A chest tube can be connected into the Heimlich one way valve or water-seal system. Large-bore chest tubes are required for PSP patients who are mechanically ventilated, or require drainage of viscous pleural liquids. Smaller-bore tubes may be adequate in patients with limited production of pleural air or of free-flowing pleural liquid (Baumann, 2003). Negative pressure suction applied on the drainage system should be used cautiously to prevent the possible complication of re-expansion lung edema (Light, 1990). Chest tubes can be removed successfully at either end expiration or end inspiration, and potentially as soon as less than 200 ml/fluid output per day is achieved (Baumann, 2003). Talc pleurodesis through a chest tube or medical thoracoscopy under local anesthesia is superior to conservative treatment by chest tube drainage only in cases of PSP that fail after simple aspiration (Tschopp et al., 2002). However, recurrences may still occur in over half of these patients undergoing talc pleurodesis only (Oransky, 2007). Hence, we use talc pleurodesis in combination with bullae/blebs resection through VATS for selective patients with PSP (Luh et al., 2004). Unfortunately, talc has been prohibited for the sake of safety in Taiwan since 2000. However, recent clinical trials have proved the safety and minimal adverse effects of talc pleurodesis in the management of patients with pneumothorax (Hunt et al., 2007; Tschopp et al., 2009).
Surgical management of PSP is usually indicated in patients with recurrent ipsilateral pneumothorax, first episode with occupational risk or persistent air-leakage (more than 5 to 7 d), or prior contralateral pneumothorax (Gossot et al., 2004; Shields et al., 2005). A first episode of a PSP is treated by observation if the area of pneumothorax is <20% or by simple aspiration if >20%, but recurrences are frequent. For recurrent or persisting pneumothorax, a more invasive surgical approach is indicated (van Schil et al., 2005). The procedure can be approached through open thoracotomy or VATS (Luh and Liu, 2006).
There are two objectives in the surgical management of pneumothorax. The first widely accepted objective is resection of blebs or the suture of apical perforations to treat the underlying defect. The second objective is to create a pleural symphysis to prevent recurrence (Morimoto et al., 2002; Klopp et al., 2007). There is nearly zero mortality and very low major morbidity with either VATS or open approaches. Postoperative complications are low (5%–10%), and usually minor and self-limited, including prolonged air-leakage, pleural effusion or hemorrhage, wound infection or hematoma, pulmonary atelectasis or pneumonia (Gossot et al., 2004; Luh et al., 2004; Sawada et al., 2005; Ben-Nun et al., 2006).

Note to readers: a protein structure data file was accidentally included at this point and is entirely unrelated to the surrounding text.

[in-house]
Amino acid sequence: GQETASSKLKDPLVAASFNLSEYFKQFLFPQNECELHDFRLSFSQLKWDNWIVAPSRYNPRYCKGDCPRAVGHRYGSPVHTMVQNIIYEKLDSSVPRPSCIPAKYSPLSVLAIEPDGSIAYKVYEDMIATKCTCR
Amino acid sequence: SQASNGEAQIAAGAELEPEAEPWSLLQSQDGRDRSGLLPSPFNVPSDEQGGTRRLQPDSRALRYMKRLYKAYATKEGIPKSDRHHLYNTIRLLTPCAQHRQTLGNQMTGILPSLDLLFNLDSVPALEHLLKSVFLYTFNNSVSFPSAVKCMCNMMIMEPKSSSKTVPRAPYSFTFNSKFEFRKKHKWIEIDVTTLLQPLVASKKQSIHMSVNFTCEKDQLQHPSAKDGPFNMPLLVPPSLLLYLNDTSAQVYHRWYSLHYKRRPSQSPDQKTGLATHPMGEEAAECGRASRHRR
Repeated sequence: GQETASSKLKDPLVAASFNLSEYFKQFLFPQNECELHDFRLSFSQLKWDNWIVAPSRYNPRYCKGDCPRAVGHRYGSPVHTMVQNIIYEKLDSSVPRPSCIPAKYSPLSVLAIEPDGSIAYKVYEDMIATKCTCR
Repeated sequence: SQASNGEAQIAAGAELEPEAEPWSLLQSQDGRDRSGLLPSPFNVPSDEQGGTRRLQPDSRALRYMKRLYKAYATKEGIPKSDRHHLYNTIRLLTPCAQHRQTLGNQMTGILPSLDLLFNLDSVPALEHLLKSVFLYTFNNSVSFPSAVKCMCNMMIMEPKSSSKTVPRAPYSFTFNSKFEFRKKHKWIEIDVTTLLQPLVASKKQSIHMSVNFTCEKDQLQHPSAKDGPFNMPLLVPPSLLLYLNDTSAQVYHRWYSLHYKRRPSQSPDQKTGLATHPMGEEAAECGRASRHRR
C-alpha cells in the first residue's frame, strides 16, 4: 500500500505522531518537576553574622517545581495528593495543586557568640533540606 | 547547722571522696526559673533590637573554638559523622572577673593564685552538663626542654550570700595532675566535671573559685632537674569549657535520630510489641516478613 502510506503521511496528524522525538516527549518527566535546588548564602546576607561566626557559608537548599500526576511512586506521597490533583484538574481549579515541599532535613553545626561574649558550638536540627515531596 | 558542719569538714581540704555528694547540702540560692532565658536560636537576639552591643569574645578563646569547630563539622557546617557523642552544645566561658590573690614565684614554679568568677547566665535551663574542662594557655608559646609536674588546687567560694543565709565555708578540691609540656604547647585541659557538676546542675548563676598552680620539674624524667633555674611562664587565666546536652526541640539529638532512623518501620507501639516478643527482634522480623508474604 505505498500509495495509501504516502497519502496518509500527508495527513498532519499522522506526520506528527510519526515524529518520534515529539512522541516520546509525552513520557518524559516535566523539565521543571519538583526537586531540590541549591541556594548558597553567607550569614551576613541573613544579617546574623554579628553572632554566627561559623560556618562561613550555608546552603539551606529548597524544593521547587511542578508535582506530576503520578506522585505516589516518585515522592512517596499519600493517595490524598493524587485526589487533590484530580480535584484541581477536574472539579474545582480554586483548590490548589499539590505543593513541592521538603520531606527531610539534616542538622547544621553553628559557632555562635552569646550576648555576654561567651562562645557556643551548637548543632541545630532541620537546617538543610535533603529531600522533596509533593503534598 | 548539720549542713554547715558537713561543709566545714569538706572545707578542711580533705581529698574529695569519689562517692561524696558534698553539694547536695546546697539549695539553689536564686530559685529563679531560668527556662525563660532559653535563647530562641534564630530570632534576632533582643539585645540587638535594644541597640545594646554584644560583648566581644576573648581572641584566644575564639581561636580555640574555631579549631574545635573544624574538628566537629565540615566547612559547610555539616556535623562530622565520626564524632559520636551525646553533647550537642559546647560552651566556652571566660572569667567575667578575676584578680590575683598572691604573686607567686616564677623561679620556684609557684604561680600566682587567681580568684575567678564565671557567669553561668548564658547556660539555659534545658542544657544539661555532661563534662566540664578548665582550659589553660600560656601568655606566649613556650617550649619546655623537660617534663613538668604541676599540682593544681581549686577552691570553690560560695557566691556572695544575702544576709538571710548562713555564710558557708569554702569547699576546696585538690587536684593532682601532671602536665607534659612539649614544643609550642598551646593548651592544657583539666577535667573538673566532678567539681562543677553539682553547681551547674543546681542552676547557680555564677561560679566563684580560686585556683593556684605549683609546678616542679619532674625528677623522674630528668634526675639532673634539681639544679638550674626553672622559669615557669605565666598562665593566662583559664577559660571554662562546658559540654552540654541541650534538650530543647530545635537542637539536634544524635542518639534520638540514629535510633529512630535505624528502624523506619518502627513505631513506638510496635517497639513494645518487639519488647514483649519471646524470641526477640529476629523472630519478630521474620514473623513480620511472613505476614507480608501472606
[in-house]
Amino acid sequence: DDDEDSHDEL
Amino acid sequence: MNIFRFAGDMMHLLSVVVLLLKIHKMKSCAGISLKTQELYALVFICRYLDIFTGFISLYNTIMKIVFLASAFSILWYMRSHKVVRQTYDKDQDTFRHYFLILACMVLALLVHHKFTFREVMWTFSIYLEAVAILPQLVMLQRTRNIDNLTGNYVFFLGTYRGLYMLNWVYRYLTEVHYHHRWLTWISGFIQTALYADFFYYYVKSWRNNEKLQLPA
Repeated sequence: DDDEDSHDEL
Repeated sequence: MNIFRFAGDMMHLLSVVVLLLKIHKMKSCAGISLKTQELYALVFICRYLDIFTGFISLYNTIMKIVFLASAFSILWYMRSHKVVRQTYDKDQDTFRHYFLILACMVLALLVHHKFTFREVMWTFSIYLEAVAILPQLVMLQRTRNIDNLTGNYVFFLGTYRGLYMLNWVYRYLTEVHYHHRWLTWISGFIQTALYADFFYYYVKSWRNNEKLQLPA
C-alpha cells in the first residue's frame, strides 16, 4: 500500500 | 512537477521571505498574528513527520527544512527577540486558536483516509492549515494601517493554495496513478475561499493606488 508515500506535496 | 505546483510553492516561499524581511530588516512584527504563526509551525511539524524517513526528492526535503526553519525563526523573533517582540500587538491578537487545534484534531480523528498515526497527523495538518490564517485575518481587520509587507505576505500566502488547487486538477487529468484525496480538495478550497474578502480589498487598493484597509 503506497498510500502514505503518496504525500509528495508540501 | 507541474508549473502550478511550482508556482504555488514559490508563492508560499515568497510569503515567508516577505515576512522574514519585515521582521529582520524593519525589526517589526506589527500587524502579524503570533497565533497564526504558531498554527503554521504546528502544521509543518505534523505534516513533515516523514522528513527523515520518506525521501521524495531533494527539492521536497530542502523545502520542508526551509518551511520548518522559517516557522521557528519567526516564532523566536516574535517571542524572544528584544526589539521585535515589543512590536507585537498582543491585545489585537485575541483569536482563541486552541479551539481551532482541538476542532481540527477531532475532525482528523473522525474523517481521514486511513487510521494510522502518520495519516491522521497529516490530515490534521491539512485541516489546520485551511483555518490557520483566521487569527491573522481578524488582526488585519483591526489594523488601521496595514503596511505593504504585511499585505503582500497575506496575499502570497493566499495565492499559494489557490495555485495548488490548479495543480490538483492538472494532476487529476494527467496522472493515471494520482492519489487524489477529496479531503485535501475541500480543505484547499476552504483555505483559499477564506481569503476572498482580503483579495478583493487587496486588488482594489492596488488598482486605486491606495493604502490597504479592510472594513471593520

The traditional open approach has gradually been replaced by minimally invasive VATS in the diagnosis and treatment for patients with various intrathoracic diseases, including the treatment of PSP (Luh and Liu, 2006). The outcomes of VATS for patients with PSP are very good compared to conservative treatment and equal to those of open thoracotomy (Sedrakyan et al., 2004; Sawada et al., 2005). The VATS approach has the benefits of less postoperative pain, better wound cosmetics, shorter hospital stay and duration of drainage, better functional recovery, better short and long term patient satisfaction, and equivalent cost-effectiveness to the open approach (Ben-Nun et al., 2006; Vohra et al., 2008). A systematic review of 12 randomized trials including 670 patients revealed that VATS was associated with a shorter hospital stay, less pain or use of pain medication than the open procedure in five of the seven trials, and fewer recurrences than the pleural drainage in two trials (Sedrakyan et al., 2004). At three-year follow-up, 97% of the VATS group patients considered themselves completely recovered from the operation, compared with only 79% in the thoracotomy group (P<0.05). Chronic or intermittent pain, requiring the use of analgesics more than once a month, was experienced by 90% of the thoracotomy group patients and 3% of the VATS group patients. In addition, 13% of the thoracotomy group patients required clinical pain management (Ben-Nun et al., 2006; Olavarrieta and Coronel, 2009). Therefore, VATS is recommended as the first-line surgical treatment for patients with recurrent PSP or first episode of PSP (Sawada et al., 2005; Olavarrieta and Coronel, 2009). However, the recommendation can only be graded as B or C as there have been only a limited number of patients in relevant randomized trials (van Schil and de Vos, 2004).